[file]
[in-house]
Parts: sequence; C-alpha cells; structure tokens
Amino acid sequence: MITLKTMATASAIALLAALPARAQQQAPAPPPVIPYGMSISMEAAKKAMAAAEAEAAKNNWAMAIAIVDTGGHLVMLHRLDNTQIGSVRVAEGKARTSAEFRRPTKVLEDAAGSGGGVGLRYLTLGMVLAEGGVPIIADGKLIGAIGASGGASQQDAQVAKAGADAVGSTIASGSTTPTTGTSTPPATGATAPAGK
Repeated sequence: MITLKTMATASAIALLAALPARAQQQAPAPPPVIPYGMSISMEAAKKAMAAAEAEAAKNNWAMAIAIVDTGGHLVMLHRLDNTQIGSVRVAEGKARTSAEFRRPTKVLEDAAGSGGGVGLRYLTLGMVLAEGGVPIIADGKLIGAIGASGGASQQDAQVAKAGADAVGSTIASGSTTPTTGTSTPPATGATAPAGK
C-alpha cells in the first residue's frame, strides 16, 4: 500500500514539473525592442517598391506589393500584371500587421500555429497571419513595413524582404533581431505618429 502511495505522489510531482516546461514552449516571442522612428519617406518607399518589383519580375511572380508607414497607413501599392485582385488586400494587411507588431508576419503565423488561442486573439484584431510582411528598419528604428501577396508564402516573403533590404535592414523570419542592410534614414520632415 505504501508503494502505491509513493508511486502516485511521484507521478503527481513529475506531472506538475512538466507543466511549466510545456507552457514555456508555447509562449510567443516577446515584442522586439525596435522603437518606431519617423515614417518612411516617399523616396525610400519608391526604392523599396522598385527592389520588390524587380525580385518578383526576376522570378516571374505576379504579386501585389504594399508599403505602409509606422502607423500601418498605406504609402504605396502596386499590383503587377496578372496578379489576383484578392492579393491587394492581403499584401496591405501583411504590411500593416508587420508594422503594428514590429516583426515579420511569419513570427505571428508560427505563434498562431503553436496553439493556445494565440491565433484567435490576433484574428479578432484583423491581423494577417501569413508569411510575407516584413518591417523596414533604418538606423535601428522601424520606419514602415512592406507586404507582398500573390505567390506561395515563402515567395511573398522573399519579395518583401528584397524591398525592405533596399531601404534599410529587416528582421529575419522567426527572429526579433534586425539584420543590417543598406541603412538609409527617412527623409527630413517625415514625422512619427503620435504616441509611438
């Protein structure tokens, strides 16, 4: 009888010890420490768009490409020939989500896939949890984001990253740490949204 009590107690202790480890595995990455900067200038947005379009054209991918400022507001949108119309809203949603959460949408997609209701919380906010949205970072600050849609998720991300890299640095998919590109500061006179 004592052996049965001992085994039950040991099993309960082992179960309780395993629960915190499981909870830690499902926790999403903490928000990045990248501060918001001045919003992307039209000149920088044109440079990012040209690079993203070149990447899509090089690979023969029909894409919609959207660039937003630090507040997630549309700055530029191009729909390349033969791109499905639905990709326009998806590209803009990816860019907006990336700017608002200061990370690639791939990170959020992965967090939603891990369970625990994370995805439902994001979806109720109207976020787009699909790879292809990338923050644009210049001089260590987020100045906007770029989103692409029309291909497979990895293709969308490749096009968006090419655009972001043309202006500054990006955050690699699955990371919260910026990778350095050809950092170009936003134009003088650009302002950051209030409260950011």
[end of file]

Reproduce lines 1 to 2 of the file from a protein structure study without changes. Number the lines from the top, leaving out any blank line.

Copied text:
[in-house]
Parts: sequence; C-alpha cells; structure tokens